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Saying Kaddish: How to Comfort the Dying,…
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Saying Kaddish: How to Comfort the Dying, Bury the Dead, and Mourn as a…

by Anita Diamant

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    Wrestling with the Angel: Jewish Insights on Death and Mourning by Jack Riemer (irisrose)
    irisrose: Excellent journey through loss and mourning traditions and beliefs in the Jewish faith.
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I normally don't like Anita Diamant's books but this was surprisingly good. I think it covers almost everything one would need for the death and dying process. This is going to be quite helpful in my pararabbi program. ( )
  melsmarsh | Jul 24, 2013 |
NO OF PAGES: 266 SUB CAT I: Death/Bereavement SUB CAT II: SUB CAT III: DESCRIPTION: Anita Diamant's knowledge, sensitivity, and clarity have made her one of the most respected writers of guides to Jewish life. In Saying Kaddish, she shows how to make Judaism's time-honored rituals into personal, meaningful sources of comfort. Diamant guides the reader through Jewish practices that attend the end of life, from the sickroom to the funeral to the week, month, and year that follow. There are chapters describing the traditional Jewish funeral and the customs of Shiva, the first week after death when mourners are comforted and cared for by community, friends, and family. She also explains the protected status of Jewish mourners, who are exempt from responsibilities of social, business, and religious life during Shloshim, the first thirty days. And she provides detailed instructions for the rituals of Yizkor and Yahrzeit, as well as chapters about caring for grieving children, mourning the death of a child, neonatal loss, suicide, and the death of non-Jewish loved ones.NOTES: Purchased from Amazon Marketplace. SUBTITLE: How to Comfort the Dying, Bury the Dead & Mourn As a Jew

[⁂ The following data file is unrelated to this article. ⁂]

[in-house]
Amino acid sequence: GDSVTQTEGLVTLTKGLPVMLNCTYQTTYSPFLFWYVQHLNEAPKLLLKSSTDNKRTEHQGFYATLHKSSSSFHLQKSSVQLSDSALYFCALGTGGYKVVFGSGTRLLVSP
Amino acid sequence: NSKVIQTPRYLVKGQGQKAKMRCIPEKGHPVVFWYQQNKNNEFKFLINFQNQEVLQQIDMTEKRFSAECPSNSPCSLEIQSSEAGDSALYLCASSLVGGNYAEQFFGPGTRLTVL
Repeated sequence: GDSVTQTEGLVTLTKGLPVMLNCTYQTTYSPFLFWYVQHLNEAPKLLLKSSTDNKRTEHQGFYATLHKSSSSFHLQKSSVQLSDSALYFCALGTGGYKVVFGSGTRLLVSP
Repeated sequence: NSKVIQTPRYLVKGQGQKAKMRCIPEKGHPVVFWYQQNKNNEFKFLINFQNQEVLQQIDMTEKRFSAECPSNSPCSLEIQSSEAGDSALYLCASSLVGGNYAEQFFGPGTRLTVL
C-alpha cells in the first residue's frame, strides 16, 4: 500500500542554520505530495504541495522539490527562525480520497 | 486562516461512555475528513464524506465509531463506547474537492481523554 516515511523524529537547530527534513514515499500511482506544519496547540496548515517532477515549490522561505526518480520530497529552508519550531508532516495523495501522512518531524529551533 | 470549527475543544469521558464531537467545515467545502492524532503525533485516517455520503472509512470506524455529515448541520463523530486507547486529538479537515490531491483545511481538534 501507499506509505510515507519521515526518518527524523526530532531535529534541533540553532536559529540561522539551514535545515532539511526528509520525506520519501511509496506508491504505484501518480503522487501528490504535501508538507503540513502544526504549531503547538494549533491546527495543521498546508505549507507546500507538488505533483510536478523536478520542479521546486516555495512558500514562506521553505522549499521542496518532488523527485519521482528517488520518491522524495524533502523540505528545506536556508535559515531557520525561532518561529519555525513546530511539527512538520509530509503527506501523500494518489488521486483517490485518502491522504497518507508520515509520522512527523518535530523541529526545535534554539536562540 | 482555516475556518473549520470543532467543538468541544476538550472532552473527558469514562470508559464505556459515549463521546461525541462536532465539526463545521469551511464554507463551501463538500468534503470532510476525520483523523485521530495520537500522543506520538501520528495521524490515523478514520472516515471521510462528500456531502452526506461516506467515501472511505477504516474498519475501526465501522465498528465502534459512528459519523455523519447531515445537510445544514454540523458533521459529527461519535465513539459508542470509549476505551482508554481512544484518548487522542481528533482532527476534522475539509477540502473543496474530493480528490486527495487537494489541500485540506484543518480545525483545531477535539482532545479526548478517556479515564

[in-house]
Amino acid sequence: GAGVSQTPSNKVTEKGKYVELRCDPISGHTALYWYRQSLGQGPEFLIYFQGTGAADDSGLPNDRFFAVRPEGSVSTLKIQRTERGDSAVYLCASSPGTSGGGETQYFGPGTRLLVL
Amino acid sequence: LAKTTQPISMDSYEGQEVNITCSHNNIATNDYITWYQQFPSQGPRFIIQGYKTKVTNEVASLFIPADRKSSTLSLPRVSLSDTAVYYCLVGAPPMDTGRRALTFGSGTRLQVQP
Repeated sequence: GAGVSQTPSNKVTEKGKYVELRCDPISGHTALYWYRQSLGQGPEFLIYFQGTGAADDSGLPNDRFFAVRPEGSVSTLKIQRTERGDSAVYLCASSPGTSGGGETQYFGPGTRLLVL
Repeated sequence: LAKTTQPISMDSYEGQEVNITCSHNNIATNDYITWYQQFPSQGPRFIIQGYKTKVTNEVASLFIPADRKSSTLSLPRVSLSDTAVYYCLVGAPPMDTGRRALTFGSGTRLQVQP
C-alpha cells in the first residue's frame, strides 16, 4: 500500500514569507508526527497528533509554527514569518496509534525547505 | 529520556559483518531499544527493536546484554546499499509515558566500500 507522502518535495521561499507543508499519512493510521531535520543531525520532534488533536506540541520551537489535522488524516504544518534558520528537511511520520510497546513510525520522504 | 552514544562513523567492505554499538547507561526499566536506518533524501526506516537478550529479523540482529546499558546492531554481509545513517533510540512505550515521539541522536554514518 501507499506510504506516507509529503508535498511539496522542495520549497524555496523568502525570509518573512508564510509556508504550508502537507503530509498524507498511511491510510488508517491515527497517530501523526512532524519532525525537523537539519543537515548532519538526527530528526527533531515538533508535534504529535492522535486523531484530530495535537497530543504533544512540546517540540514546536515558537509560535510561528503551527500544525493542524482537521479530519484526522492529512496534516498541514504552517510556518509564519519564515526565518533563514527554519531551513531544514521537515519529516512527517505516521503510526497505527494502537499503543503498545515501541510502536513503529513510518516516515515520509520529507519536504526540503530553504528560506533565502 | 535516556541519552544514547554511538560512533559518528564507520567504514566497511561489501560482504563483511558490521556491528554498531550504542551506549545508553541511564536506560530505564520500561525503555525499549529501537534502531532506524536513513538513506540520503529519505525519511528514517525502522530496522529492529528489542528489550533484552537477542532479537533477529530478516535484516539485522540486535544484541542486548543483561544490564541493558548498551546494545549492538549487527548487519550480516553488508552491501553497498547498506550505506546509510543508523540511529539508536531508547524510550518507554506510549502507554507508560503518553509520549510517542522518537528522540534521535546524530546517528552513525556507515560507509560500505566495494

BeitHallel | Feb 18, 2011 |
NO OF PAGES: 266 SUB CAT I: Death/Bereavement SUB CAT II: SUB CAT III: DESCRIPTION: The Jewish traditions that surround death and bereavement create a space and time where grief is given its due and healing can begin. With knowledge, sensitivity, and clarity that have made her on e of the most respected writers of guides to Jewish life, Anita Diamant shows how to make Judaism's time-honored rituals into personal, meaningful sources of comfort. In this book, Diamant explains the wisdom encoded in the ancient prayer of Kaddish - providing contemporary alternatives as well as traditional versions - and guides the reader through Jewish practices that attend the end of life, from the sickroom to the funeral to the week, month, and year that follow. Comprehensive, insightful, and wise, "Saying Kaddish" provides indispensable guidance and solace from the wisdom of a caring tradition.NOTES: Purchased at Half Price Books. SUBTITLE: How to Comfort the Dying, Bury the Dead & Mourn As a Jew
  BeitHallel | Feb 18, 2011 |
When my Mom died I felt this book to be a comfort. I felt removed from temple and this enabled me to find a way back in. A good education tool for those both Jewish and non-Jewsih regarding rites and rituals in the Jewish faith. ( )
  irisrose | Jan 4, 2011 |
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Amazon.com Amazon.com Review (ISBN 0805210881, Paperback)

"In the past, when a Jew died, no one asked, 'When should we schedule the funeral?' or 'How much would you like to spend on the casket?' or 'Where will she be buried?'"

The law and the synagogue had ready answers to all of these questions, as Anita Diamant notes in Saying Kaddish. Yet today, Jews must grapple with dozens of questions that make the process of grief difficult to understand in religious terms--questions such as, "How can I, as a Jew-by-choice, mourn for my Catholic father or my Baptist sister?" Diamant's book guides readers to make responsible decisions about how to honor the dead with integrity. Her practical advice is complemented by personal reflections and historical explanations, in a book that will help readers find their way, and make them feel less alone, in the excruciatingly lonely process of grief. --Michael Joseph Gross

(retrieved from Amazon Mon, 30 Sep 2013 13:52:16 -0400)

(see all 2 descriptions)

Diamant shows how to make Judaism's time-honored rituals into personal, meaningful sources of comfort. She guides the reader through Jewish practices that attend the end of life, from the sickroom to the funeral to the week, month, and year that follow. She describes the traditional Jewish funeral, and includes sections on caring for grieving children, mourning the death of a child, neonatal loss, suicide, and the death of non-Jewish loved ones.… (more)

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